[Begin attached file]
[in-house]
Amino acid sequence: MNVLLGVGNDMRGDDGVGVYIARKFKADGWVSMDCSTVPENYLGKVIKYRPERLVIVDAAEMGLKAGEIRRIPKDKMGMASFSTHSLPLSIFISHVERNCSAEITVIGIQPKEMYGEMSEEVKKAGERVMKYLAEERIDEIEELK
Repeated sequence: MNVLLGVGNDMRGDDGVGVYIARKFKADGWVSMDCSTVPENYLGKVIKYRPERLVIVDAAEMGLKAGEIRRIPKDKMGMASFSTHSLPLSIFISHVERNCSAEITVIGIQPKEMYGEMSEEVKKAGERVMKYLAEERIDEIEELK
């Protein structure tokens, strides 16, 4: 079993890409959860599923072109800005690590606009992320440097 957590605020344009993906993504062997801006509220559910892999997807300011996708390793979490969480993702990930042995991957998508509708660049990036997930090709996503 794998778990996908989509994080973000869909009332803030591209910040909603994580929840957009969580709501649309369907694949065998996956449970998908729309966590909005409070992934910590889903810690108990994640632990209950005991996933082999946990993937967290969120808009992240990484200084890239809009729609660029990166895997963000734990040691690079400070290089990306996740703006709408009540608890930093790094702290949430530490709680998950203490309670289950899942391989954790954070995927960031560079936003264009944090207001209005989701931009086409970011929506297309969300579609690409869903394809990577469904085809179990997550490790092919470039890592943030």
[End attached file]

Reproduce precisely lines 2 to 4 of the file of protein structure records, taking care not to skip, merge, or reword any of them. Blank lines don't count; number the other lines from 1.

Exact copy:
Amino acid sequence: MNVLLGVGNDMRGDDGVGVYIARKFKADGWVSMDCSTVPENYLGKVIKYRPERLVIVDAAEMGLKAGEIRRIPKDKMGMASFSTHSLPLSIFISHVERNCSAEITVIGIQPKEMYGEMSEEVKKAGERVMKYLAEERIDEIEELK
Repeated sequence: MNVLLGVGNDMRGDDGVGVYIARKFKADGWVSMDCSTVPENYLGKVIKYRPERLVIVDAAEMGLKAGEIRRIPKDKMGMASFSTHSLPLSIFISHVERNCSAEITVIGIQPKEMYGEMSEEVKKAGERVMKYLAEERIDEIEELK
């Protein structure tokens, strides 16, 4: 079993890409959860599923072109800005690590606009992320440097 957590605020344009993906993504062997801006509220559910892999997807300011996708390793979490969480993702990930042995991957998508509708660049990036997930090709996503 794998778990996908989509994080973000869909009332803030591209910040909603994580929840957009969580709501649309369907694949065998996956449970998908729309966590909005409070992934910590889903810690108990994640632990209950005991996933082999946990993937967290969120808009992240990484200084890239809009729609660029990166895997963000734990040691690079400070290089990306996740703006709408009540608890930093790094702290949430530490709680998950203490309670289950899942391989954790954070995927960031560079936003264009944090207001209005989701931009086409970011929506297309969300579609690409869903394809990577469904085809179990997550490790092919470039890592943030």